Re: My Apologies about Mysterious sounds
|From:||Benct Philip Jonsson <bpj@...>|
|Date:||Friday, October 8, 2004, 21:23|
Henrik Theiling wrote:
> I read a bit more and liked some of the other shifts as well. There
> seems to be a newer notion of length that splits the Old Norse long
> and short vowels into long and short again. :-)
> Old Norse=ON:
> ON /a:/ > far. [Oa] (long) or [O] (short)
> ON /a/ > far. [Ea] (long) or [a] (short)
> ON /o:/ > far. [Ou] (long) or  (short)
> Also, |i'| (i acute) seems to be pronounced [UY]. :-)
We are dealing with three distinct phenomena here:
(1) Diphthongization of old lengths
(2) The Scandinavian quantity shift
(3) Tertiary diphthongization of the long outputs of (2).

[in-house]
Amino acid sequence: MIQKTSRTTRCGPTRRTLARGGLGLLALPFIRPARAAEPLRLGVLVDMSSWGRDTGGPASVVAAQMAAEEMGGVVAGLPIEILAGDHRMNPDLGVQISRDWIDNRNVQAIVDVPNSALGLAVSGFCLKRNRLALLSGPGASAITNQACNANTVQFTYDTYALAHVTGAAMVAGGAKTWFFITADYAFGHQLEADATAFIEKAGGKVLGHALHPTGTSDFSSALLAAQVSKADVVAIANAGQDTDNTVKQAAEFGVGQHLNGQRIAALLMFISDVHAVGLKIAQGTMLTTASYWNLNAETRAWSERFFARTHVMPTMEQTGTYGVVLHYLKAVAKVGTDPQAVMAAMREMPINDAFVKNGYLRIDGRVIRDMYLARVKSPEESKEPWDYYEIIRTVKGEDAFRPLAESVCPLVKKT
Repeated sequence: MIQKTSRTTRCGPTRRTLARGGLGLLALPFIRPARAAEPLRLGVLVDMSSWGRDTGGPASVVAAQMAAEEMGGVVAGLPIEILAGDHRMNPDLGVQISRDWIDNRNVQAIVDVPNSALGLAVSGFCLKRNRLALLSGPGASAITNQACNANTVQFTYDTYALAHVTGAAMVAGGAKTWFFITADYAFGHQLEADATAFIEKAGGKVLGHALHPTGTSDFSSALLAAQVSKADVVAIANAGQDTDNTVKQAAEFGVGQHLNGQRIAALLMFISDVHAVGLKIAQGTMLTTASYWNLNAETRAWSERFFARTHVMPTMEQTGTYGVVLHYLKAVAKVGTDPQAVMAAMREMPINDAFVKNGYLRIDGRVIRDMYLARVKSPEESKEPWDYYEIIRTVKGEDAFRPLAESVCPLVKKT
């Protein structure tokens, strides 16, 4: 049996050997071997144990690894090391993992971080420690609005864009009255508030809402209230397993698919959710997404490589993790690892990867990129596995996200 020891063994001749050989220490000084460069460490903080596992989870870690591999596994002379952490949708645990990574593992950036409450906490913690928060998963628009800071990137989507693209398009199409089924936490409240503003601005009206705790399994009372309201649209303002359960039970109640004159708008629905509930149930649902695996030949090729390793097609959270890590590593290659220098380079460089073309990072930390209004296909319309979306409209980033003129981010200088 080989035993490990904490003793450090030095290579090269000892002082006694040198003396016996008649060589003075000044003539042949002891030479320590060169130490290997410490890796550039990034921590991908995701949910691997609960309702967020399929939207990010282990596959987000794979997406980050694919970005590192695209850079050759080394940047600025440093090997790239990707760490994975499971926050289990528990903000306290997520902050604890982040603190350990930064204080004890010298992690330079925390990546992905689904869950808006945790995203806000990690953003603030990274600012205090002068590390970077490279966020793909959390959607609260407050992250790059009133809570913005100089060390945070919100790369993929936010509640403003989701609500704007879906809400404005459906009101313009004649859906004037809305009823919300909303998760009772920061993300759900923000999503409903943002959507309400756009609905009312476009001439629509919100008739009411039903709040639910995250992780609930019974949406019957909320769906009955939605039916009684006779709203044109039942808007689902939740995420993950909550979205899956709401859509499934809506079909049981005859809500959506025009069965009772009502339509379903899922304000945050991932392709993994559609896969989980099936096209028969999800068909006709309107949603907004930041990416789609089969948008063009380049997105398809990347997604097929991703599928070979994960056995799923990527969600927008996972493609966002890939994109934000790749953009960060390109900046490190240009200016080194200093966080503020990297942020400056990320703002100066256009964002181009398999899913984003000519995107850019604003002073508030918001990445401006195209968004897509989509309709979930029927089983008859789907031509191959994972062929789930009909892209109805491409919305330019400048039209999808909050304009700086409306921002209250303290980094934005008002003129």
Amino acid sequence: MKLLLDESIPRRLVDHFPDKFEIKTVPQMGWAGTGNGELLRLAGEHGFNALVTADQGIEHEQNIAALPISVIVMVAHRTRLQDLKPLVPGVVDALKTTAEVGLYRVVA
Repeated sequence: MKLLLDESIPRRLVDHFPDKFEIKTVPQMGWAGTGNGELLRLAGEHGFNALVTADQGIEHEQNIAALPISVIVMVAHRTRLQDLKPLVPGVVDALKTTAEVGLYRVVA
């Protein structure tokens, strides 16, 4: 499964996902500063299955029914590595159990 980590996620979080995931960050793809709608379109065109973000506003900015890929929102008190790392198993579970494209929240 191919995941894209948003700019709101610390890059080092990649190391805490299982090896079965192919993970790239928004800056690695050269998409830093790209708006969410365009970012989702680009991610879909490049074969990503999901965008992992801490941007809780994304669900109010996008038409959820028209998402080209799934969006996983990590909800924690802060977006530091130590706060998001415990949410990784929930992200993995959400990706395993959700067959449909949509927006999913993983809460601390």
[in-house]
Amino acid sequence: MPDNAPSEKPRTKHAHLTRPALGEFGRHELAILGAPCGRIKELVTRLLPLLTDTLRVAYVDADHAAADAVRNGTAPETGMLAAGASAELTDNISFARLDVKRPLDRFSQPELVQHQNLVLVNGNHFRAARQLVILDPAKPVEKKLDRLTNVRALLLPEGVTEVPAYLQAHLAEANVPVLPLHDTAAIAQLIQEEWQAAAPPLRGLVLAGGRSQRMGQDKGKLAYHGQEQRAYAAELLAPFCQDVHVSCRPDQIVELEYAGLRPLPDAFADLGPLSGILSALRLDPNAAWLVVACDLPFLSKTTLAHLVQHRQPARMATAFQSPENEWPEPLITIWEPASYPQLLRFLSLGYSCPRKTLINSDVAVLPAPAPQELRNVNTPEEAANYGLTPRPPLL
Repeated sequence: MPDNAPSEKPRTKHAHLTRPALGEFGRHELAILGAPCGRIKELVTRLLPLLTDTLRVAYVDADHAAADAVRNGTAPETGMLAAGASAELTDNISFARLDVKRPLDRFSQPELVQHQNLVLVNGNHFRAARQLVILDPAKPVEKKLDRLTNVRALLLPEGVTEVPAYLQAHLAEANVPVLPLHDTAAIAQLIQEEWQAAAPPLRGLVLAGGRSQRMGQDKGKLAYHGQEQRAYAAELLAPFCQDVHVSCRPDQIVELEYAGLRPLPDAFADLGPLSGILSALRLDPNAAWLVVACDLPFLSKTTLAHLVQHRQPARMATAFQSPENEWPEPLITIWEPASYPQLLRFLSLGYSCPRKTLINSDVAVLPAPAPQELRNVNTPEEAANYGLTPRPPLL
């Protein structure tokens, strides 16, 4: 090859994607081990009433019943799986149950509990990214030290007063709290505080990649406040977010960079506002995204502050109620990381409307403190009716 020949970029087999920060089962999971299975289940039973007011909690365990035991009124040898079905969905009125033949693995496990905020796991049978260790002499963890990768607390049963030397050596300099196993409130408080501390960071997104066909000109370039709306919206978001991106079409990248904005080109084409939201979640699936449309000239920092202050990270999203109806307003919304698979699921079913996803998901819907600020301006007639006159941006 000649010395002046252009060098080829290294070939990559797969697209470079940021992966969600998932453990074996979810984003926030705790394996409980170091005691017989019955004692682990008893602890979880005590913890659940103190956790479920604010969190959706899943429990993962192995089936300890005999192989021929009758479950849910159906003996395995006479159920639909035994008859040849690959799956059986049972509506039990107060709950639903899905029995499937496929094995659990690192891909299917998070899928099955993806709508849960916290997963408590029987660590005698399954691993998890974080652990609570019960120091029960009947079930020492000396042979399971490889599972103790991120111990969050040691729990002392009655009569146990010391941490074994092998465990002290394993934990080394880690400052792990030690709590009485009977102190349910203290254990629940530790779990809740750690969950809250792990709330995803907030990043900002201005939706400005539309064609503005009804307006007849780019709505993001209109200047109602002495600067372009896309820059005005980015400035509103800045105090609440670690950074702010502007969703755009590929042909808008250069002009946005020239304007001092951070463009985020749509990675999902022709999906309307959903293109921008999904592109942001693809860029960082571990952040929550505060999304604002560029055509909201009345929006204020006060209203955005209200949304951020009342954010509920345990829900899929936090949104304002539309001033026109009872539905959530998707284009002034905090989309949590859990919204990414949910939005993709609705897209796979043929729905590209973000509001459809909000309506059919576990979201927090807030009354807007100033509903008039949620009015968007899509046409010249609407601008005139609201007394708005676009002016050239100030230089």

I have described (2) several times on this list, but in
short it means that Common Scandinavian (CS) had three
distinct types of syllable quantity: short /VC/, long
/V:C/ or /VCC/ and overlong /V:CC/. The shift meant
that all short syllables became lengthened and all
overlong syllables shortened
VC > V:C or VC:
V:CC > VCC
so that only two patterns /V:C/ and /VCC/ remained in
stressed syllables. Historically southern German also went
through the analogue of this, but then shortened all
geminates, thus reintroduced /VC/ through the back door.
> Whether it's irregular or not, I don't know, but pronouncing
> |allar oyggjarnar| as ['9dlUn 'ODZUnUn] is at least innovative. :-)
It's actually FA orthography which is horrendously
archaizing, without being so consistently.
The */ll/ > /t_l/ change is BTW shared with
Icelandic and West Norwegian dialects.
Benct Philip Jonsson -- melroch at melroch dot se
Solitudinem faciunt pacem appellant!